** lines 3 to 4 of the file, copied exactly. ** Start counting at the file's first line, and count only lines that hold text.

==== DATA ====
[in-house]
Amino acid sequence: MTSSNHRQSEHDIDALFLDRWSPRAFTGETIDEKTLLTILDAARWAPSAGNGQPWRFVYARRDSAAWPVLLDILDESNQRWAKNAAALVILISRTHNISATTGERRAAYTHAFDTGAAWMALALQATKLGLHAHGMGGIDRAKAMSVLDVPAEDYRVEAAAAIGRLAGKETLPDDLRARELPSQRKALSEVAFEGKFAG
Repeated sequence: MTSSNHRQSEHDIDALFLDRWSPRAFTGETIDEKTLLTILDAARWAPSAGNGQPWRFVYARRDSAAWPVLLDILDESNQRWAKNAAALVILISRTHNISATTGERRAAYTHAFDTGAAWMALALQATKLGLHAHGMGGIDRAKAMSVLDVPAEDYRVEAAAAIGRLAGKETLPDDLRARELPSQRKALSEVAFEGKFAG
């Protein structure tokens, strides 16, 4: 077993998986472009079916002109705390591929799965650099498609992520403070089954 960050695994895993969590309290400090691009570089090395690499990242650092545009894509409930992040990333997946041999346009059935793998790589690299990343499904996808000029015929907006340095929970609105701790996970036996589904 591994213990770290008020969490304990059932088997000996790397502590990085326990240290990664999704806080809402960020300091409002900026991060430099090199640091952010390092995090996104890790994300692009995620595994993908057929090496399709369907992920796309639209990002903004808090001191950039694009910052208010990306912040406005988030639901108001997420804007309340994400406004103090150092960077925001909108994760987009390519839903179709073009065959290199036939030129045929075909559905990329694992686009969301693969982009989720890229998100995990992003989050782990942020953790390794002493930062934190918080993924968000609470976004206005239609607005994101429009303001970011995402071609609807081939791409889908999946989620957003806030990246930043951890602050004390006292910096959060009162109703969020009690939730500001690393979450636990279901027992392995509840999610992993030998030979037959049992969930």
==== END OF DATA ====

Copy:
Repeated sequence: MTSSNHRQSEHDIDALFLDRWSPRAFTGETIDEKTLLTILDAARWAPSAGNGQPWRFVYARRDSAAWPVLLDILDESNQRWAKNAAALVILISRTHNISATTGERRAAYTHAFDTGAAWMALALQATKLGLHAHGMGGIDRAKAMSVLDVPAEDYRVEAAAAIGRLAGKETLPDDLRARELPSQRKALSEVAFEGKFAG
């Protein structure tokens, strides 16, 4: 077993998986472009079916002109705390591929799965650099498609992520403070089954 960050695994895993969590309290400090691009570089090395690499990242650092545009894509409930992040990333997946041999346009059935793998790589690299990343499904996808000029015929907006340095929970609105701790996970036996589904 591994213990770290008020969490304990059932088997000996790397502590990085326990240290990664999704806080809402960020300091409002900026991060430099090199640091952010390092995090996104890790994300692009995620595994993908057929090496399709369907992920796309639209990002903004808090001191950039694009910052208010990306912040406005988030639901108001997420804007309340994400406004103090150092960077925001909108994760987009390519839903179709073009065959290199036939030129045929075909559905990329694992686009969301693969982009989720890229998100995990992003989050782990942020953790390794002493930062934190918080993924968000609470976004206005239609607005994101429009303001970011995402071609609807081939791409889908999946989620957003806030990246930043951890602050004390006292910096959060009162109703969020009690939730500001690393979450636990279901027992392995509840999610992993030998030979037959049992969930």